The higher the sampling rate, the more accurate the result will be. The effects of sampling speed are shown in Figure 18.2.


Figure 18.2 Sampling rates

Higher sampling rates also create more data, meaning more space is required.

Music on the Arduino

Arduinos can create musical tones because music is, put simply, repeated frequencies. A musical A has a frequency of 220 Hz, a musical A' is double that, or 440 Hz. By knowing the frequencies of notes, it's possible to program an Arduino to create simple musical tones. For example, the famous song “Happy Birthday” can be written in musical tones as: “CCDCFE CCDCGF CCC1AFED BBAFGF.” By using tone(), you can generate a musical tune to impress your friends, but it remains a simple musical tone. The sound is clearly artificial and does not resemble piano tones or any other musical instrument.


tone() is presented in Chapter 4.

Arduino Due

The Arduino Due is a different kind of Arduino. It is based on Atmel's implementation of an ARM Cortex-M3, a powerful microcontroller and has more processing power than most Arduinos. It is a 32-bit microcontroller, runs at 84 MHz, and has more input and output pins than most Arduinos, including some advanced functions. Audio output on Arduinos is normally done by varying the frequency of a square wave, but the Arduino Due has two Digital to Analog Converters (DAC) that can output a true analog signal, like the pulses produced by tone().

Pulse width modulation is an “all or nothing signal;” the output alternates between a logical high and a logical low. High fidelity sound is different; it requires a signal that has multiple values between the minimum and maximum voltage to control the volume, and to provide a clearer audio signal. The tone() function generates a square wave, but unlike pulse width modulation, it has a 50% duty cycle, that is to say, it oscillates between a logical high and a logical low, both phases being equal in length. It results in an audible tone, but cannot represent a complex audio signal like voice.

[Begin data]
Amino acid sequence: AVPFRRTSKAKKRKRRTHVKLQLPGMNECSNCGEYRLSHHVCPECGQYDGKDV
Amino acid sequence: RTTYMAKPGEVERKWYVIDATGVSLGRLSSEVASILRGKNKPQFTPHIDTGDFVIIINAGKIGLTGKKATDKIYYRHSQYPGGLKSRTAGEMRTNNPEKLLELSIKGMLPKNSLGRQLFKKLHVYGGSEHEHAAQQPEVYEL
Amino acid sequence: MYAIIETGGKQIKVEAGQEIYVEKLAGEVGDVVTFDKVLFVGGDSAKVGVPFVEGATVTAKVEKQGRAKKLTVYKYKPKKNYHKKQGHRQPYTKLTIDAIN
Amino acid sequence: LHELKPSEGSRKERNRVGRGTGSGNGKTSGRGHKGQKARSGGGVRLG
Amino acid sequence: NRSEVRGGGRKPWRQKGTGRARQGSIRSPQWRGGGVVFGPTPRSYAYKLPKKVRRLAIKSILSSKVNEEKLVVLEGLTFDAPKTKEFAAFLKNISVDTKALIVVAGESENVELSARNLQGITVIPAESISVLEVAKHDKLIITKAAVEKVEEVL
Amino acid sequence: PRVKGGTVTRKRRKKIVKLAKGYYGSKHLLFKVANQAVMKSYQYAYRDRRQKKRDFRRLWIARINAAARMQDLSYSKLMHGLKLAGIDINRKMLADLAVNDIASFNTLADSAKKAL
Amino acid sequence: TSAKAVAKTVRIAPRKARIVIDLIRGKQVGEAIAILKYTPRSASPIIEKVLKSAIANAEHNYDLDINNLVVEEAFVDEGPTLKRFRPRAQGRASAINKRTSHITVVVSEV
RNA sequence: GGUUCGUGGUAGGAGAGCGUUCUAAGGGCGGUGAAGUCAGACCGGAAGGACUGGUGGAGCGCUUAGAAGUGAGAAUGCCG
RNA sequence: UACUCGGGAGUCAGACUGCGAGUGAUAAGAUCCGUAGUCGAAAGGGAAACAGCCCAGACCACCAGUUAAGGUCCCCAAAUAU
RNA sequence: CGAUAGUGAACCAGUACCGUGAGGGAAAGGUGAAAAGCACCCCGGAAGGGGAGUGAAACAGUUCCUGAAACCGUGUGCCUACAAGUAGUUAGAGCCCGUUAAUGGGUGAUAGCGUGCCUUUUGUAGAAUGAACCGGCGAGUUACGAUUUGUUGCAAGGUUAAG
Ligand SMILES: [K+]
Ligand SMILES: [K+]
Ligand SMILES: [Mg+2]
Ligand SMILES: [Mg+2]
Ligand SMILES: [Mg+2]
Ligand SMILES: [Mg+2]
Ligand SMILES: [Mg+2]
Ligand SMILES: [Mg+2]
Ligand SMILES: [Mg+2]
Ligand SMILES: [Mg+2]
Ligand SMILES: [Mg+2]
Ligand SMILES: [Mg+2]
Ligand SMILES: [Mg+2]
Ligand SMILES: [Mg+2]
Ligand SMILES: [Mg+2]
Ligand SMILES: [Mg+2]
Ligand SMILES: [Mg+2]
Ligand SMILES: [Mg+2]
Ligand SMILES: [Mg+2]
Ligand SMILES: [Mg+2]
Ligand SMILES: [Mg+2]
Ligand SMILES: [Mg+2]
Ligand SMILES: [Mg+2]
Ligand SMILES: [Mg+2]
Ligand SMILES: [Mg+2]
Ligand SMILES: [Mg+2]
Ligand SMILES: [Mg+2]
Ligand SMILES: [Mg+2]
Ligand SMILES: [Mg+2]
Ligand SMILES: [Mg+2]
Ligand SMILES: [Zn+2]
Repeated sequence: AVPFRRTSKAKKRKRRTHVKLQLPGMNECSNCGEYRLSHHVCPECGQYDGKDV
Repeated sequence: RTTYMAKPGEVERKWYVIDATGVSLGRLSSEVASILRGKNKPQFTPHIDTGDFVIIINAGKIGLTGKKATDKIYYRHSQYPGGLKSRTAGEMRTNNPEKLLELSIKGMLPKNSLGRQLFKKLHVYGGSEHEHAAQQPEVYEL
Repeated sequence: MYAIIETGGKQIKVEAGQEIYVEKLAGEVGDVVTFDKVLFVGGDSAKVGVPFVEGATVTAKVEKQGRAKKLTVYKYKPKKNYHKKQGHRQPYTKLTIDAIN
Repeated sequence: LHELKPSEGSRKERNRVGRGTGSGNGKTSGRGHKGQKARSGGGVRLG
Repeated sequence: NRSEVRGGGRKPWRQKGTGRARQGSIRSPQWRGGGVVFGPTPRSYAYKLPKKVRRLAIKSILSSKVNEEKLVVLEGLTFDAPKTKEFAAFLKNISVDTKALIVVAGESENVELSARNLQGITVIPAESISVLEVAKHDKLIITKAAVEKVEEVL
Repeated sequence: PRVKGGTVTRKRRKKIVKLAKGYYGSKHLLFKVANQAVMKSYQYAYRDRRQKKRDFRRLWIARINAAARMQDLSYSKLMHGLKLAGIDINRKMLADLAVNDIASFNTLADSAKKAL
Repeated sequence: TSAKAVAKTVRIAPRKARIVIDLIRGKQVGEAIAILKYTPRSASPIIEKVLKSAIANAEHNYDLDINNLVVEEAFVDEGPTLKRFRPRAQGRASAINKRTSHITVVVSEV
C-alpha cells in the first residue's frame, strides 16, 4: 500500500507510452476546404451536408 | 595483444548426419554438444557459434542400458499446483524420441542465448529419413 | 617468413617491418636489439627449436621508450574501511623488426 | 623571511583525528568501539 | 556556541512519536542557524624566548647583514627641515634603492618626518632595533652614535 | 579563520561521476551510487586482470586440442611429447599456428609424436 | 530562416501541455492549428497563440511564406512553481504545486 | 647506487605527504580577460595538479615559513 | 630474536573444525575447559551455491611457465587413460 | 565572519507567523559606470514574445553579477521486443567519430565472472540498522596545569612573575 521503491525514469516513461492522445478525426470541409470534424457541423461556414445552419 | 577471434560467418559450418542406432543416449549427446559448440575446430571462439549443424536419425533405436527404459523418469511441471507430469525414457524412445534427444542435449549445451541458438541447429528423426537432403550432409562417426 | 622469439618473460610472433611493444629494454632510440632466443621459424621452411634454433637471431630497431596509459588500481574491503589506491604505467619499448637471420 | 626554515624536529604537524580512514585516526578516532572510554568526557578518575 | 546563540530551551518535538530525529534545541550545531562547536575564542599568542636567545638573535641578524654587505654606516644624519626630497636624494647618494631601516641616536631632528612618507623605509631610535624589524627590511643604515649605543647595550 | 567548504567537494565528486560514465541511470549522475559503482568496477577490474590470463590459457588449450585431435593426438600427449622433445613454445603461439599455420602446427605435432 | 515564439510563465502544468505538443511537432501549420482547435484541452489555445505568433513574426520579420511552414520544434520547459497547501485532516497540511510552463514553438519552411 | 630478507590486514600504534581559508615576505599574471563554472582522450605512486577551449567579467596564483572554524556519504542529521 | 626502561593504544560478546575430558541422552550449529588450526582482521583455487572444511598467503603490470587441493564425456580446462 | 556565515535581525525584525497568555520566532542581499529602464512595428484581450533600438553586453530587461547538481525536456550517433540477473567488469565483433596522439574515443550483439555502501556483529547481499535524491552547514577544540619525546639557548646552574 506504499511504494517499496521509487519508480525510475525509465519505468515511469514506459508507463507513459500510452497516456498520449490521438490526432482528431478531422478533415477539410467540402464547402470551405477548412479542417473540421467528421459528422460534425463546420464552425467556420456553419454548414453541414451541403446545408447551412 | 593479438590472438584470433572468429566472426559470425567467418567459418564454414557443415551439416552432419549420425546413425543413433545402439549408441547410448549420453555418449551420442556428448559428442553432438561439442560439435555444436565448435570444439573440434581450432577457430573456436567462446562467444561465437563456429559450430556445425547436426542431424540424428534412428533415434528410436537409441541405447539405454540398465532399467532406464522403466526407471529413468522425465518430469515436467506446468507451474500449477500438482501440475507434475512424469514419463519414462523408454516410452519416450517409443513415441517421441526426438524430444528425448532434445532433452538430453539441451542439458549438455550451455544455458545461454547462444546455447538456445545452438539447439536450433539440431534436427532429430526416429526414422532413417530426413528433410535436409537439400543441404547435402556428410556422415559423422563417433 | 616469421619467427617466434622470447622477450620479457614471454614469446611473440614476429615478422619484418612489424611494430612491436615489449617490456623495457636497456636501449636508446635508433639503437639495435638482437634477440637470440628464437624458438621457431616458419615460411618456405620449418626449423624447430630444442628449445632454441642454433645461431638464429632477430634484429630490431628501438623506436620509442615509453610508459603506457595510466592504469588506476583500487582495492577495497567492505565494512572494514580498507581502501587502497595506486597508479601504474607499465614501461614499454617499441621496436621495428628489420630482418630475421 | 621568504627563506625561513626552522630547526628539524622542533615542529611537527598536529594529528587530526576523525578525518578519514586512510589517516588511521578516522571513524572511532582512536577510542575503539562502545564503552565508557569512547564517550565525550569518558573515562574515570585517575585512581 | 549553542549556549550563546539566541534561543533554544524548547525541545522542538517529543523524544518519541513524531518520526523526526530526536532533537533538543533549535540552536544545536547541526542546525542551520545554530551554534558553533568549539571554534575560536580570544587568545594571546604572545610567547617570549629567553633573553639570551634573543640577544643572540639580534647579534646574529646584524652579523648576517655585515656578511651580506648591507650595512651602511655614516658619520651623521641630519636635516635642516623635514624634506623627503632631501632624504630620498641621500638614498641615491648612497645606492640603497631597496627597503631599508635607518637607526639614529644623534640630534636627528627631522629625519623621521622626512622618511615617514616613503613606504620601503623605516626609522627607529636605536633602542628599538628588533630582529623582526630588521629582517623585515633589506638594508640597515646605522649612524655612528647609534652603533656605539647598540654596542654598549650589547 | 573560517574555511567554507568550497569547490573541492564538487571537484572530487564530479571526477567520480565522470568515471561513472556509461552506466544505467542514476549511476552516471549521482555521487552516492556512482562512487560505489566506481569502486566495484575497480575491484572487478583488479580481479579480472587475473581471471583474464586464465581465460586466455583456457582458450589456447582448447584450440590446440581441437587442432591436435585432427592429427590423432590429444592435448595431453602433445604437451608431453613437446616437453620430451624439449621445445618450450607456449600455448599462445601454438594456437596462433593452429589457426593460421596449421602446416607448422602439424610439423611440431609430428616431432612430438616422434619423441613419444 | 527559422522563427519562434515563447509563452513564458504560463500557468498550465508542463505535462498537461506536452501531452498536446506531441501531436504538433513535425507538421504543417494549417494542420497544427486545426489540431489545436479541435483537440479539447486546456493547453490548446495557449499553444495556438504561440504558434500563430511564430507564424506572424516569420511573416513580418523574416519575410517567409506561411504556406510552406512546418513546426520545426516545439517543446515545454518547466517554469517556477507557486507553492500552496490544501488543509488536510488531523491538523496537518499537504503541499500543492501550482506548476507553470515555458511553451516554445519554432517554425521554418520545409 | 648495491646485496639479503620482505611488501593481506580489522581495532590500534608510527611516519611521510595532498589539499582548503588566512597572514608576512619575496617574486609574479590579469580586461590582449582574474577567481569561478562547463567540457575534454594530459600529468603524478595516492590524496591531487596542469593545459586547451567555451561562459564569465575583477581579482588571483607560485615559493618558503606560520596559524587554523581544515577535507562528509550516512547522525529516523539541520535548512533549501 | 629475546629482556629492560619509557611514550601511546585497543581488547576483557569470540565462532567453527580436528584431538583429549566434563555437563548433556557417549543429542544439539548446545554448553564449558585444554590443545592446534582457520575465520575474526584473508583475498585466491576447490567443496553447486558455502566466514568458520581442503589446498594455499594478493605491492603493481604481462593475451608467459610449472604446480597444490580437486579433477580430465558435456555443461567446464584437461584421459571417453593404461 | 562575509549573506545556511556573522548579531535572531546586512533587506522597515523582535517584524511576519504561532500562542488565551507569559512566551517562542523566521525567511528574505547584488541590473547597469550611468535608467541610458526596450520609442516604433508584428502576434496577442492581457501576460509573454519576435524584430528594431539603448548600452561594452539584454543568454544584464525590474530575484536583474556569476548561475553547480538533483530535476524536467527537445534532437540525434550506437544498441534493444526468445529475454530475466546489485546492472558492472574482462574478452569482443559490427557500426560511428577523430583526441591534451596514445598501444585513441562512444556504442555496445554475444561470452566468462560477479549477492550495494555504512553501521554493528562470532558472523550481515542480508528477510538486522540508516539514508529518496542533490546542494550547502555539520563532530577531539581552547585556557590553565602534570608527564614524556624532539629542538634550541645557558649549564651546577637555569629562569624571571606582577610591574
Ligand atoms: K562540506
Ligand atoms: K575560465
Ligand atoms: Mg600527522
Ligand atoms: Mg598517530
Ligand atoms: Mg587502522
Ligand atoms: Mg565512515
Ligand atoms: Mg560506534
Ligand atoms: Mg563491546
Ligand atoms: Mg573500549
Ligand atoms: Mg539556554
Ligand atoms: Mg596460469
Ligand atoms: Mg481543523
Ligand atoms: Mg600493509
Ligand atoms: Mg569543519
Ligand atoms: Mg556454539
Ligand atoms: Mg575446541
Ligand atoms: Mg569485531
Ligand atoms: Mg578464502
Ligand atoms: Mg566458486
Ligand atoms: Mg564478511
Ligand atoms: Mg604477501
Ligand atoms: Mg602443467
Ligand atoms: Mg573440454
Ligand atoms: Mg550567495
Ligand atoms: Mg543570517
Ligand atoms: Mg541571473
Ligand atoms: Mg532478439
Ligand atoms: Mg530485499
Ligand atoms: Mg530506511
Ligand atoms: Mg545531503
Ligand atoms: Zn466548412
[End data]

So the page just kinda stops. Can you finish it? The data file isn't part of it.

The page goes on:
PWM is presented in Chapter 4.

Digital to Analog Converters

Digital to Analog Converters (DAC) can be used to generate waveforms and are often used to create sine, triangle, and sawtooth waves. Because these devices can create custom waveforms and because sound is also a waveform, they can be used to create sound—and with relatively good precision.


Microcontrollers and DACs can generate signals but are not powerful enough to power devices; they require an amplifier to create a signal powerful enough for a speaker to use. Connecting a speaker directly to the microcontroller can, and probably will, damage the pin, maybe even the microcontroller.

A DAC is the opposite of an Analog to Digital Converter (ADC) but it uses the same properties. A digital signal has a resolution; the amount of bits that are used to create a signal. On the Arduino Due, the two DACs have 12-bit resolutions; they can write values from 0 to 4,095. The analog output varies from one analog value to another; on the Arduino Due, it varies from 0 V to +3.3 V, the voltage of the Cortex-M microcontroller. Because the voltage range is 3.3 V and because there are 4,096 possible values, the DAC has a precision of 3.3 divided by 4,096, or approximately 0.000806. Each increment on the digital side will result in a change of 0.8 mV on the analog side.

Digital Audio to Analog

Digital audio files are essentially a representation of analog signals. It is therefore easy to take each value and to write that value into a DAC, creating a waveform that is close to the original audio. There are several factors to consider:

· Resolution—The resolution of the digital audio file is important; on most computers, they are either 8 bits or 16 bits, but the Arduino Due's DAC has a 12-bit resolution.

· Speed—The original file was sampled at a precise speed, and playing back the audio data at a different speed would change the pitch.

· Stereo or mono—Audio can be recorded as mono (single channel) or stereo (dual channel). The Arduino Due can play only mono files, so stereo files play back as mono; both channels convert to a single channel.

Creating Digital Audio

You can create digital audio files using numerous tools, from programs on your computer to your smartphone. Most operating systems have at least one application you can use to record your voice. Digital audio can also be “converted”; converting one format to another is also possible with a large range of applications, but because some audio formats are licensed, some of these applications are either shareware or commercial.

A third option is the capability of some more advanced programs to “speak” directly, using voice synthesis. This can later be used to create new files containing the voice. This is an interesting solution if you are looking for a robotic voice system.

For most audio recording, limited resources are required. For nonprofessional applications, a simple multimedia headset is often more than enough; some USB models have good sampling rates and offer noise reduction. Try to record your voice inside with no other ambient noises. Choose a time when you know you will not receive a phone call or have a visit from someone. Having a break of even one-half an hour can result in a slightly different voice, so try to record all the files you need in a single session.